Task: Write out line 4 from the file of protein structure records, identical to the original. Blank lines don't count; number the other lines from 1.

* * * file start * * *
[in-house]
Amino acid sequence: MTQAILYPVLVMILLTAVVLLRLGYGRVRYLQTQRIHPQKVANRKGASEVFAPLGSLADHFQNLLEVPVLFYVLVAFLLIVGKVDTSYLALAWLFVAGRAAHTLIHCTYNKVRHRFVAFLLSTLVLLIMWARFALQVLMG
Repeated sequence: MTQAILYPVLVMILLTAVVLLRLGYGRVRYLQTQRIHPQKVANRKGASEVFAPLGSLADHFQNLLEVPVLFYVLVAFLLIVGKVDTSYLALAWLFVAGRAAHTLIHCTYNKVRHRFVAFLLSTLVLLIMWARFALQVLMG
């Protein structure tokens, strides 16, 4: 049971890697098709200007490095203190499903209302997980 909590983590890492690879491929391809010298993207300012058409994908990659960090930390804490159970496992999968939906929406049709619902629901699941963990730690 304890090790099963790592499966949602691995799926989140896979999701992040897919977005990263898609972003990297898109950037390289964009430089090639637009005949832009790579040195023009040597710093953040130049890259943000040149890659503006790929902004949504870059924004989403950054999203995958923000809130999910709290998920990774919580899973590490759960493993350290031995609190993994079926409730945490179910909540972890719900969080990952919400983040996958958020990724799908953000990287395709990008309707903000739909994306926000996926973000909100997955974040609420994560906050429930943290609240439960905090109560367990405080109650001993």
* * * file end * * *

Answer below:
């Protein structure tokens, strides 16, 4: 049971890697098709200007490095203190499903209302997980 909590983590890492690879491929391809010298993207300012058409994908990659960090930390804490159970496992999968939906929406049709619902629901699941963990730690 304890090790099963790592499966949602691995799926989140896979999701992040897919977005990263898609972003990297898109950037390289964009430089090639637009005949832009790579040195023009040597710093953040130049890259943000040149890659503006790929902004949504870059924004989403950054999203995958923000809130999910709290998920990774919580899973590490759960493993350290031995609190993994079926409730945490179910909540972890719900969080990952919400983040996958958020990724799908953000990287395709990008309707903000739909994306926000996926973000909100997955974040609420994560906050429930943290609240439960905090109560367990405080109650001993």